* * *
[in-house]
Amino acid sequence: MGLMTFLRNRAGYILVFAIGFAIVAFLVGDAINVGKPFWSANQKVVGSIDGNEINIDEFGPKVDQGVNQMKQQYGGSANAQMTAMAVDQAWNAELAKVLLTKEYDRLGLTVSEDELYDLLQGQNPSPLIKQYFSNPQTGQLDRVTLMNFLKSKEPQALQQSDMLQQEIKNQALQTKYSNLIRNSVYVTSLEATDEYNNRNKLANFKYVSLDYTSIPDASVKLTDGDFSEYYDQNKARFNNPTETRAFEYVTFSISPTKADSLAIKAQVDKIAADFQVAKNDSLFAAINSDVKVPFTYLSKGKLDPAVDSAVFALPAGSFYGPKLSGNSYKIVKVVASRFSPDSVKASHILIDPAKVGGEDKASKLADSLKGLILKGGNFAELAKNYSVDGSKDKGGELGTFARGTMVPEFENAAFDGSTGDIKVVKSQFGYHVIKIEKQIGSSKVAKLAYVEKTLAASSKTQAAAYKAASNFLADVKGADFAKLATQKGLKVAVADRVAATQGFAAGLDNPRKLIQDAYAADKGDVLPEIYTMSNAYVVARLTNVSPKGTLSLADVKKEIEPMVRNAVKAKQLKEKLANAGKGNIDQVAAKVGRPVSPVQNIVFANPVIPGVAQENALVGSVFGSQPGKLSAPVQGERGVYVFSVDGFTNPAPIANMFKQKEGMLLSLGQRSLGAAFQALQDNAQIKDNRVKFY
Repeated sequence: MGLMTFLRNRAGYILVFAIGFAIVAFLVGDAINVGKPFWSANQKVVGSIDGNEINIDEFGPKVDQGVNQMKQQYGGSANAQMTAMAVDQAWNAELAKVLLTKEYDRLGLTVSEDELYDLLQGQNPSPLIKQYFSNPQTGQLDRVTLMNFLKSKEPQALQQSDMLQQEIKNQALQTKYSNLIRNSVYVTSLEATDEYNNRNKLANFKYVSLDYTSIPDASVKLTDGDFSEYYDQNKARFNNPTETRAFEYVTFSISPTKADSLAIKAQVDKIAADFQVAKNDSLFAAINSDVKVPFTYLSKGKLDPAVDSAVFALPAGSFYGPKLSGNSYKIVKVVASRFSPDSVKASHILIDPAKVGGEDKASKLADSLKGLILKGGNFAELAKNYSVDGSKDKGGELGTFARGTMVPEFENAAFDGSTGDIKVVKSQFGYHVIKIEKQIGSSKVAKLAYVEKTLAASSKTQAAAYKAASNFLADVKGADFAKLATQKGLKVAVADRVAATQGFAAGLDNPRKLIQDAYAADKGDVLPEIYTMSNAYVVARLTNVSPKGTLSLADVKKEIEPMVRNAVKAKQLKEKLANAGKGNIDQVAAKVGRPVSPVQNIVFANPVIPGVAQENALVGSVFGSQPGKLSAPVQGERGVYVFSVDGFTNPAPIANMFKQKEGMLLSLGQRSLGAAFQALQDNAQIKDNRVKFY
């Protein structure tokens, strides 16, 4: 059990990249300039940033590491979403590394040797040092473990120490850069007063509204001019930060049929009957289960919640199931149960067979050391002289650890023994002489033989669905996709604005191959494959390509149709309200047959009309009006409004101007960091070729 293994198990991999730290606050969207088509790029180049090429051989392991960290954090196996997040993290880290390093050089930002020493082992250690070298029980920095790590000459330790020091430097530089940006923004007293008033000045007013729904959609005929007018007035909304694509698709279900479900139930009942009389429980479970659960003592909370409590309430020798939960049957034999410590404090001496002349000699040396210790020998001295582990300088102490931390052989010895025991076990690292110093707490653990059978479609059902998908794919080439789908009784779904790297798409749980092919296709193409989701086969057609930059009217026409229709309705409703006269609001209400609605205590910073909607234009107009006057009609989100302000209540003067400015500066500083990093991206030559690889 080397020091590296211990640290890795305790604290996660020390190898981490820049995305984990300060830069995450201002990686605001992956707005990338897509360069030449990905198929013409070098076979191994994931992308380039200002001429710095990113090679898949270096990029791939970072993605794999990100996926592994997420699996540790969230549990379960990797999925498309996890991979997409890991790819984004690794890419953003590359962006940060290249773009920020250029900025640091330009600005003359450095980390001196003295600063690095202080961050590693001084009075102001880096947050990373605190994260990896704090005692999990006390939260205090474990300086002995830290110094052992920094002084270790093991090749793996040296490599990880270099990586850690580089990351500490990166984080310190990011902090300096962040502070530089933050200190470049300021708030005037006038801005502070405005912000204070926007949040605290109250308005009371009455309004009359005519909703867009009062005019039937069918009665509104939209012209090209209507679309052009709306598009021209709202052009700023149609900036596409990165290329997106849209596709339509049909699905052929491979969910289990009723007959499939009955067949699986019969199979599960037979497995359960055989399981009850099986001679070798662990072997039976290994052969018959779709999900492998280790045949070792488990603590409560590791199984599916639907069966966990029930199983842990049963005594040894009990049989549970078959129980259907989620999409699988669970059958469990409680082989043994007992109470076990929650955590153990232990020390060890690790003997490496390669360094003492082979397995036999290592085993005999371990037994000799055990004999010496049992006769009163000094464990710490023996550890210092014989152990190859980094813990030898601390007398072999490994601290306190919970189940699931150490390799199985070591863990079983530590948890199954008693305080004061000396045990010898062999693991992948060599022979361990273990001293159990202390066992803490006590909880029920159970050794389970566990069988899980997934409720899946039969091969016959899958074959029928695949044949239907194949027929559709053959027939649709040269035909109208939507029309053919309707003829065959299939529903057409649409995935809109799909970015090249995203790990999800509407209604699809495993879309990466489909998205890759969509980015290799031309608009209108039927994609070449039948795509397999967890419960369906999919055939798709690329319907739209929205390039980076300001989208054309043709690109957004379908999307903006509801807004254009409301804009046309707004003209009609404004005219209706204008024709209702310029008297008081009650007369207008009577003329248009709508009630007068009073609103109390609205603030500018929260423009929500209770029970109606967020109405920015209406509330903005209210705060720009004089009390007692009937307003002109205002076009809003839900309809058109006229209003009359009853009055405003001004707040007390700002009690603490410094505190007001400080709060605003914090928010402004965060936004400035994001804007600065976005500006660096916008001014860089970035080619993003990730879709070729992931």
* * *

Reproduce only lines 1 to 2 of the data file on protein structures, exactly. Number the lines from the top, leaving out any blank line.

[in-house]
Amino acid sequence: MGLMTFLRNRAGYILVFAIGFAIVAFLVGDAINVGKPFWSANQKVVGSIDGNEINIDEFGPKVDQGVNQMKQQYGGSANAQMTAMAVDQAWNAELAKVLLTKEYDRLGLTVSEDELYDLLQGQNPSPLIKQYFSNPQTGQLDRVTLMNFLKSKEPQALQQSDMLQQEIKNQALQTKYSNLIRNSVYVTSLEATDEYNNRNKLANFKYVSLDYTSIPDASVKLTDGDFSEYYDQNKARFNNPTETRAFEYVTFSISPTKADSLAIKAQVDKIAADFQVAKNDSLFAAINSDVKVPFTYLSKGKLDPAVDSAVFALPAGSFYGPKLSGNSYKIVKVVASRFSPDSVKASHILIDPAKVGGEDKASKLADSLKGLILKGGNFAELAKNYSVDGSKDKGGELGTFARGTMVPEFENAAFDGSTGDIKVVKSQFGYHVIKIEKQIGSSKVAKLAYVEKTLAASSKTQAAAYKAASNFLADVKGADFAKLATQKGLKVAVADRVAATQGFAAGLDNPRKLIQDAYAADKGDVLPEIYTMSNAYVVARLTNVSPKGTLSLADVKKEIEPMVRNAVKAKQLKEKLANAGKGNIDQVAAKVGRPVSPVQNIVFANPVIPGVAQENALVGSVFGSQPGKLSAPVQGERGVYVFSVDGFTNPAPIANMFKQKEGMLLSLGQRSLGAAFQALQDNAQIKDNRVKFY